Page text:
Winding It Down
16 April 2008
My time as an expat in China is soon coming to an end. I sent email to a Chinese friend yesterday and told her we must not put off meeting because I’m only in China ten more weeks. She called me right away and told me the thought of that made her very sad. I agree.
When we came to China, we anticipated we would return to the USA, so saying “goodbye” to our friends had no sense of finality to it. The opposite will be true when we leave China. Every one of us will know that there’s a good likelihood we won’t see each other again. This is one reason I fear that leaving China may be harder than arriving.
In books about Expat life, they say that the adjustment to repatriation is as hard, or harder than, the initial adjustment to the overseas living. When we were anticipating the adventure, and living it, we tended to gloss over the eventual challenges of the perhaps bumpy landing back home. But now that the journey home gets nearer, I’m rather dreading the thought of what will be happening in the next several weeks and then this summer as we try to sort out again how to manage life in the USA.
Some of the things mentioned in books (such as the Expert Expatriate, in my book list on this blog), are issues related to career. The expat manager is in a different environment, often functioning on his own in very challenging circumstances. He develops a lot of new skill, resilience, creativity, and independence. In short, expat managers tend to grow exponentially as a result of facing and conquering difficult tasks. Their companies, on the other hand, aren’t fully aware of the challenges and don’t necessarily appreciate what the manager is doing in terms of work assignment. This leads to a mismatch between reality and perception, where the manager is concerned. So, if there is a job at all back home for the expat manager, it’s often a job that is smaller and more confined than what the manager has grown used to. He feels unappreciated and underchallenged – underwhelmed like a hermit crab trying to return to a shell he left long ago.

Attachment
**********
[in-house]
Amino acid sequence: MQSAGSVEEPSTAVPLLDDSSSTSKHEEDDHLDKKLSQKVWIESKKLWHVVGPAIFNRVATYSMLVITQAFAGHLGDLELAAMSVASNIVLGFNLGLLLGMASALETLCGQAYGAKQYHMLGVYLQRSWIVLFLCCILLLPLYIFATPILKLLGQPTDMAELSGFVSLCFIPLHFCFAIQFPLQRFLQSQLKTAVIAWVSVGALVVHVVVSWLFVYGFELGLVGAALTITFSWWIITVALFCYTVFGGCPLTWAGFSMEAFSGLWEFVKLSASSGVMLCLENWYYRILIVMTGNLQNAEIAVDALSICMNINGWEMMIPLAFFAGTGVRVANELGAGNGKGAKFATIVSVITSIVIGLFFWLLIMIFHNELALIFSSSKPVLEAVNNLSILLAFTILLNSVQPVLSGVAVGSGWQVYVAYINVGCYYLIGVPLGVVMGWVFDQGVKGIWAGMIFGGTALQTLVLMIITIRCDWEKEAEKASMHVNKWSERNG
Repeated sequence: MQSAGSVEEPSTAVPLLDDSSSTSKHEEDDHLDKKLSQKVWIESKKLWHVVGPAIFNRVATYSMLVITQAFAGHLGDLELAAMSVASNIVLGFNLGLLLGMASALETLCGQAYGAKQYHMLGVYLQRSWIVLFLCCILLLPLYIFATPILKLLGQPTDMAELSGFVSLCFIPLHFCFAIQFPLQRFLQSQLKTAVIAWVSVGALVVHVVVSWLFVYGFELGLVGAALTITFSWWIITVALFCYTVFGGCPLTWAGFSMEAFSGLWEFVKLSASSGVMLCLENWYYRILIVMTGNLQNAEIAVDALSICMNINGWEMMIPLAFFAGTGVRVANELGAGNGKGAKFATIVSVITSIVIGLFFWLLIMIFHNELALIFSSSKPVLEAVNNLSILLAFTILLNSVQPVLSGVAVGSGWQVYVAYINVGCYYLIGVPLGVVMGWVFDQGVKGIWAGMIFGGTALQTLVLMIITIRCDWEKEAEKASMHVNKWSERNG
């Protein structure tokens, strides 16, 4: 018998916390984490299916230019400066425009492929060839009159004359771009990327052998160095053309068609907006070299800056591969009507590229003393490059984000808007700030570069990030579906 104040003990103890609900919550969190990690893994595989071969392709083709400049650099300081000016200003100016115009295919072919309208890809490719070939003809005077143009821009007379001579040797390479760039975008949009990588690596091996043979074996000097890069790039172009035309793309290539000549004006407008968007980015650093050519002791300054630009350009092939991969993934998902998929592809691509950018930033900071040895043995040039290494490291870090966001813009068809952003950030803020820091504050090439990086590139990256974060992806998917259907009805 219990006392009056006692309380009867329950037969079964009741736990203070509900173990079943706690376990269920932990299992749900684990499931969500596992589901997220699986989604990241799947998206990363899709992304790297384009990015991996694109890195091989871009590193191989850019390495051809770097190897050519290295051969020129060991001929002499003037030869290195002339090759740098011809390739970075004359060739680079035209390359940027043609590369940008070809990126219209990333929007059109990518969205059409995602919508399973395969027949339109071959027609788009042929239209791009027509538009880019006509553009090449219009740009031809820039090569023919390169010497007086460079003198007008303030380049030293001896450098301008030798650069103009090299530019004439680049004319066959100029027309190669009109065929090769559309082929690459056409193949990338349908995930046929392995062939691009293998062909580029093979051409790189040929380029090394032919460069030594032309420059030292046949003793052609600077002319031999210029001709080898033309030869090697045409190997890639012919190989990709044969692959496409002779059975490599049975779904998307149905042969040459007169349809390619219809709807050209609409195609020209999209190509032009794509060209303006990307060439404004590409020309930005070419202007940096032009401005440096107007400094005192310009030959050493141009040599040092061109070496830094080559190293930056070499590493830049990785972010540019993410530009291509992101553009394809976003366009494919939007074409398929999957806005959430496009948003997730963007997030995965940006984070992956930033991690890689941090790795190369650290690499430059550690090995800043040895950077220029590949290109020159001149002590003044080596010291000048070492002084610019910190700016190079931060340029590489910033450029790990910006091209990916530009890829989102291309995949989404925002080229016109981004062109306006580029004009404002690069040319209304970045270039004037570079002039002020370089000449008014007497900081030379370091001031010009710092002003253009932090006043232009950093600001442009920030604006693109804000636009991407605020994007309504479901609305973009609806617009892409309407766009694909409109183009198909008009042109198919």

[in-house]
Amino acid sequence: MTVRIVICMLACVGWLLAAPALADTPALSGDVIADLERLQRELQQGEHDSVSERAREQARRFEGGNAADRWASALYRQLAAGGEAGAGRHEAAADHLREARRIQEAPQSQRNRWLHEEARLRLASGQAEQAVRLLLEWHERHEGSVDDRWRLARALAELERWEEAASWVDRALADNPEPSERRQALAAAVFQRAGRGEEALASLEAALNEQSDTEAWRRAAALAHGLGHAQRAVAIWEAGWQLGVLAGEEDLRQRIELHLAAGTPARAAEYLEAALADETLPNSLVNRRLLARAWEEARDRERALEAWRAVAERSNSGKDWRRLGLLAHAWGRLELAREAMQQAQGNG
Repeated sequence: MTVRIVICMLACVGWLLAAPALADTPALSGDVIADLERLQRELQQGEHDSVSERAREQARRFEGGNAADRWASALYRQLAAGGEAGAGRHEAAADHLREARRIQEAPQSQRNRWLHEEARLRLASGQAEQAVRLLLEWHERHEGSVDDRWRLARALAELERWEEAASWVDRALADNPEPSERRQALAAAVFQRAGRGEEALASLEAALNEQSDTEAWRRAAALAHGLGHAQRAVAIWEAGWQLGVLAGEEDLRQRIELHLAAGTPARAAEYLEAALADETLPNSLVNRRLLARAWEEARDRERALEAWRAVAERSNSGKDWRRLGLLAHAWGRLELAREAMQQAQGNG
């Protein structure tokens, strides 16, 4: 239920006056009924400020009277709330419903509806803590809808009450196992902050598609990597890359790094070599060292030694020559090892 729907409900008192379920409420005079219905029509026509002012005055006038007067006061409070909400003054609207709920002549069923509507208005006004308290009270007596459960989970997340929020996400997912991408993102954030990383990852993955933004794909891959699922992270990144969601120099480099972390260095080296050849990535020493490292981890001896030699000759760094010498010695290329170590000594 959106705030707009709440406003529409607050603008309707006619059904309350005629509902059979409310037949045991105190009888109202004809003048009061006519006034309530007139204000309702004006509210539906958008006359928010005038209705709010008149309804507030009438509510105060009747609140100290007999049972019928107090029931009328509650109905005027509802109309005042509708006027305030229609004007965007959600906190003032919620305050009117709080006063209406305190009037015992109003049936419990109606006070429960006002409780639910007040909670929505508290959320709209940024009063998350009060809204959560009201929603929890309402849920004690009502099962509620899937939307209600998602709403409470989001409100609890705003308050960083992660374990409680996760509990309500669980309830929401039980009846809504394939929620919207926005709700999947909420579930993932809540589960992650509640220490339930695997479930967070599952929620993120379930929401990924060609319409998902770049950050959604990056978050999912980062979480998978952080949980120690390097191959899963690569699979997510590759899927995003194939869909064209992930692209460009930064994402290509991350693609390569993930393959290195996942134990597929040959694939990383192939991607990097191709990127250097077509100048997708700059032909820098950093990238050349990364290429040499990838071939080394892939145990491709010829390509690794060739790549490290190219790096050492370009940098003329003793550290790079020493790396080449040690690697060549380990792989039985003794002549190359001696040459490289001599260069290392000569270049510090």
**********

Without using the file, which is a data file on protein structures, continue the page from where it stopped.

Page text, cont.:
But there are other, personal, challenges besides just adjustment to the lifestyle “back home.” For one thing, since you are returning to your home culture, people don’t expect there to be any adjustment issues. Thus, they are less tolerant when there (inevitably) are some adjustment issues. My daughter in university recently commented that some of her USA friends don’t even want to hear her talk about things she did in high school. They see it as tiresome bragging about her exotic life. She thus had to quit talking about anything she did during the two years she lived in China, even though for her it was simply talking about two years in her daily life.
On the other hand, when we’re not being exotic, there’s simply the fact that our experience has been so different from that of many Americans that they can’t relate at all. For example, when I tell an American that my husband works in China, the person will often ask, “Is he in the military?” I’m sorry, but that kind of ignorance of geography and basic political reality is, in my view, inexcusable! I think if an American military plane flew into Chinese air space, as one did several years ago, it would be shot down (as one was several years ago over Hainan Island). I personally was most impressed by the time we took the ferry into Hong Kong Harbor while there was an American aircraft carrier there on shore leave. The aircraft carrier was surrounded by about ten Chinese warships. So when a person asks me if my husband is in China because he’s in the military, sometimes I’m tempted to quiz them, “Exactly which military base in China do you think he would be stationed at?”